When the school bell rings, it’s time for eating smart

Catharine Kaufman

When Wilma Flintstone and I were classmates at Bedrock Elementary School, au courant lunches consisted of peanut butter and jelly sandwiches on Wonder white, a Red Delicious apple coated with wax and pesticides, and a Twinkie all stuffed in an aluminum Donny Osmond lunchbox. Times they are a changin’.

Here’s a primer on more healthful school eats with some advice on college cuisine to keep students’ minds and bodies fit and humming at optimum capacity.

Almond Joy

Swap out persona non grata peanut butter (naturally laced with aflatoxins that trigger assorted allergies and reactions) for heart-healthy, diabetic-friendly, brain-stimulating, energy-boosting almond butter.

Almonds (packed with mono-saturated fat, protein, potassium, magnesium, copper, folic acid, fiber and Vitamin E) have been linked to spurring intellectual development in children. They satiate hunger pangs to prevent the munchies and weight gain, and stimulate the manufacture of energy, acting as nature’s Roto Rooter to keep away that logy feeling.  Spread that almond butter on some whole wheat or gluten-free oat bread, or toss some raw nuts in a green or fruit salad or eat them straight up with dried cherries, cranberries or raisins.

Over the Rainbow

Visualize a box of Crayola crayons when preparing lunch or afterschool snacks as a reminder to pack colorful assorted fruits and veggies (and we’re not talking fruit leather or a ketchup package).

Try Jungle Green grapes, Radical Red radishes, B’dazzled blueberries and Neon Carrots. Mix it up with chewy edamame drizzled with honey soy sauce, crisp sugar snap peas with creamy artichoke dip, dates coated in toasted almonds, watermelon chunks with mint and a feta crumble, and slices of mango with a savory sprinkling of cayenne, chili powder and sea salt.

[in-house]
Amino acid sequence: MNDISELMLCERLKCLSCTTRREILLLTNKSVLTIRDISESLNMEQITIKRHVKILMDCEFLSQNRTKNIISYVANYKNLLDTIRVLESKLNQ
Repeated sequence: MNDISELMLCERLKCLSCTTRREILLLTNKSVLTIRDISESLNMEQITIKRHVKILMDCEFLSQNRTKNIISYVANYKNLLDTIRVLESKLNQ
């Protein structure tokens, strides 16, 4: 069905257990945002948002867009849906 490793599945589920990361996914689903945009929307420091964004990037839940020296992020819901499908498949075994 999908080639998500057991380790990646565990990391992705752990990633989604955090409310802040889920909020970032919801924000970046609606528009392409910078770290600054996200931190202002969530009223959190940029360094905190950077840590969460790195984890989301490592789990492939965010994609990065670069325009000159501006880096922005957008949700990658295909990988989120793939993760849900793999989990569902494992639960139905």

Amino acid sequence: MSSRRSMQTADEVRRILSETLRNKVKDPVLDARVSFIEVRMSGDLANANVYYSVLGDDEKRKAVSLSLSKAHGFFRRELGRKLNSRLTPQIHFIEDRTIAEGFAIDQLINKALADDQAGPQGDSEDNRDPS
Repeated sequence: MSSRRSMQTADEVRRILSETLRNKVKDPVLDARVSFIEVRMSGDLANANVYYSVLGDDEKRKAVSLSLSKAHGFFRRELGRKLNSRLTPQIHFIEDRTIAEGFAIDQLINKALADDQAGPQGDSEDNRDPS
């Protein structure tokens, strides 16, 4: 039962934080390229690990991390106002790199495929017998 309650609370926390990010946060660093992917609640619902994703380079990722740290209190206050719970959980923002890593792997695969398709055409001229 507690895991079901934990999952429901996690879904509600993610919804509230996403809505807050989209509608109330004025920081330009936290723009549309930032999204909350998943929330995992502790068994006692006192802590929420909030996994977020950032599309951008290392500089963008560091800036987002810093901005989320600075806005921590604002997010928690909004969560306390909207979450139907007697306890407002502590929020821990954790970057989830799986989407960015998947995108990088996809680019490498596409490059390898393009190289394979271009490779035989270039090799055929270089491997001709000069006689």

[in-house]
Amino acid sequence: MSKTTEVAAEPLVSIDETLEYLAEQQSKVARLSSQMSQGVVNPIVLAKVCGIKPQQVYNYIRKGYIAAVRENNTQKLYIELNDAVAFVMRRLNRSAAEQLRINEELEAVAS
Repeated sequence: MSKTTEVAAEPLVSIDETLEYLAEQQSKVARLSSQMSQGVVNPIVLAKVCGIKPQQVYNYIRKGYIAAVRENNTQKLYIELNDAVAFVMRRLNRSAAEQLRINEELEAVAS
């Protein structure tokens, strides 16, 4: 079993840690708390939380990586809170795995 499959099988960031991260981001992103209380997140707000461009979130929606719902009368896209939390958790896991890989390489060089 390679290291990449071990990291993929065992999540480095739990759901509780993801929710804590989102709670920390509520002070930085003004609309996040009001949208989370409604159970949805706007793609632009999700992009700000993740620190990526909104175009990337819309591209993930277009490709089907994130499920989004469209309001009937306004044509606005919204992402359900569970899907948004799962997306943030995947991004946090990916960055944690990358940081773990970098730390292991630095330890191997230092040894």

Dial up the immune system with a vanilla bean yoghurt dip, nature’s probiotic that boosts intestinal health.

Energy Boosters

Pack foods to fuel their engines like beans or legumes loaded with fiber, protein, iron, magnesium and selenium. A bean salad blending kidneys, chickpeas, cannellini and black beans in a light vinaigrette is a hearty and tasty snack. Hummus comes in variations from sweet red pepper to spicy eggplant garlic and goes great with pita chips or mixed raw veggies.

Keep Your Cool

From early morning when they leave home till lunch period five hours have lapsed — enough time to spoil petrified rock. Pack perishables in a thermal lunch bag or add a cold pack. Where possible, include indestructibles (like frozen grapes that will also keep other foods cold), wholesome fruit and nut muffins or breads, date squares or apricot bars along with whole, hand-held fruits.

ABC’s of H2O

Nothing’s better than good old-fashioned, teeth-friendly water to beat hydration and thirst. Jazz it up with their fave flavs of sweet and savory splashes of juice, syrups or essences of vanilla, mint, berry, lemon, cucumber or even chocolate.

Nix the Freshman 15

Many college dorms have full-service kitchens so freshmen they don’t have to pack on the pounds with greasy, fried, fast foods and other edible vice. It’s time for Ramen soup to take a sabbatical with fresh, healthy alternatives.

Tortillas have gone wild with everything from whole wheat to gluten-free spelt; do Mediterranean with hummus, Persian cucumbers and shredded carrots; consider an Italian version blending marinara sauce, black olives, mushrooms and mozzarella.

Grilled chicken or wild mahi mahi can be prepared Asian-style with teriyaki or American BBQ. For sweet tooths, spread fruit (like a mashed banana) with cinnamon (or berries) with a chocolate drizzle. For those die-hard Ramen soup lovers, create a healthier version with organic udon noodles, vegetable broth, antioxidant broccoli florets, assorted immune-boosting mushrooms, wild-caught shrimp or cubes of tofu.

Related posts:

  1. The ABC’s of back-to-school lunches
  2. Everything and the kitchen shrink: The ABC’s of back to school lunches
  3. New year, new healthy resolutions for eating
  4. An Ode to Tim Russert and healthy eating
  5. A guide to eating breast cancer-fighting foods

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Posted by Staff on Aug 30, 2012. Filed under Kitchen Shrink. You can follow any responses to this entry through the RSS 2.0. You can leave a response or trackback to this entry

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